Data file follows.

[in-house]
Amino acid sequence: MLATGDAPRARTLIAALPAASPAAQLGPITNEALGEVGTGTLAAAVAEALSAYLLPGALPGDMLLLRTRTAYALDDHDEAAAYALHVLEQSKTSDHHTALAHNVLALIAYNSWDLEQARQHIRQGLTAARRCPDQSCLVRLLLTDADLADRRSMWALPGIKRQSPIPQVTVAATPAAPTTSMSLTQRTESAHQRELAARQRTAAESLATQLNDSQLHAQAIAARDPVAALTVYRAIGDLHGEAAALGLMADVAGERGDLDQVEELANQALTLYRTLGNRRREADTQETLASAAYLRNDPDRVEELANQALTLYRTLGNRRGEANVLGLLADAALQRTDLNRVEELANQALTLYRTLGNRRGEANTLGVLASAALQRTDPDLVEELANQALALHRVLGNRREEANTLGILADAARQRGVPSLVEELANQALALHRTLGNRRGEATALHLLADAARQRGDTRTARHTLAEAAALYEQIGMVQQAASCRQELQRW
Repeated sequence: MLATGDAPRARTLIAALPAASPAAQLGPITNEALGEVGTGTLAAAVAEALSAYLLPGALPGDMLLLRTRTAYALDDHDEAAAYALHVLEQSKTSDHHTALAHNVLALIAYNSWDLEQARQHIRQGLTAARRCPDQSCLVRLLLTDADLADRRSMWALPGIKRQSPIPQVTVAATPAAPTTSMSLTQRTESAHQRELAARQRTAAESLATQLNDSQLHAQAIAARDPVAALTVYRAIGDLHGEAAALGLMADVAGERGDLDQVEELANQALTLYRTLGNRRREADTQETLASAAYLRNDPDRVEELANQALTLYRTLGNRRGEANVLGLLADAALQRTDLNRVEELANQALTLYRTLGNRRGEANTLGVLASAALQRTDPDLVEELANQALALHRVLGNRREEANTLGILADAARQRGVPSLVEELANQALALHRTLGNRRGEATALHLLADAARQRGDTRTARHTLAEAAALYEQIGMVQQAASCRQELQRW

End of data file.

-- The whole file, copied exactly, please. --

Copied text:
[in-house]
Amino acid sequence: MLATGDAPRARTLIAALPAASPAAQLGPITNEALGEVGTGTLAAAVAEALSAYLLPGALPGDMLLLRTRTAYALDDHDEAAAYALHVLEQSKTSDHHTALAHNVLALIAYNSWDLEQARQHIRQGLTAARRCPDQSCLVRLLLTDADLADRRSMWALPGIKRQSPIPQVTVAATPAAPTTSMSLTQRTESAHQRELAARQRTAAESLATQLNDSQLHAQAIAARDPVAALTVYRAIGDLHGEAAALGLMADVAGERGDLDQVEELANQALTLYRTLGNRRREADTQETLASAAYLRNDPDRVEELANQALTLYRTLGNRRGEANVLGLLADAALQRTDLNRVEELANQALTLYRTLGNRRGEANTLGVLASAALQRTDPDLVEELANQALALHRVLGNRREEANTLGILADAARQRGVPSLVEELANQALALHRTLGNRRGEATALHLLADAARQRGDTRTARHTLAEAAALYEQIGMVQQAASCRQELQRW
Repeated sequence: MLATGDAPRARTLIAALPAASPAAQLGPITNEALGEVGTGTLAAAVAEALSAYLLPGALPGDMLLLRTRTAYALDDHDEAAAYALHVLEQSKTSDHHTALAHNVLALIAYNSWDLEQARQHIRQGLTAARRCPDQSCLVRLLLTDADLADRRSMWALPGIKRQSPIPQVTVAATPAAPTTSMSLTQRTESAHQRELAARQRTAAESLATQLNDSQLHAQAIAARDPVAALTVYRAIGDLHGEAAALGLMADVAGERGDLDQVEELANQALTLYRTLGNRRREADTQETLASAAYLRNDPDRVEELANQALTLYRTLGNRRGEANVLGLLADAALQRTDLNRVEELANQALTLYRTLGNRRGEANTLGVLASAALQRTDPDLVEELANQALALHRVLGNRREEANTLGILADAARQRGVPSLVEELANQALALHRTLGNRRGEATALHLLADAARQRGDTRTARHTLAEAAALYEQIGMVQQAASCRQELQRW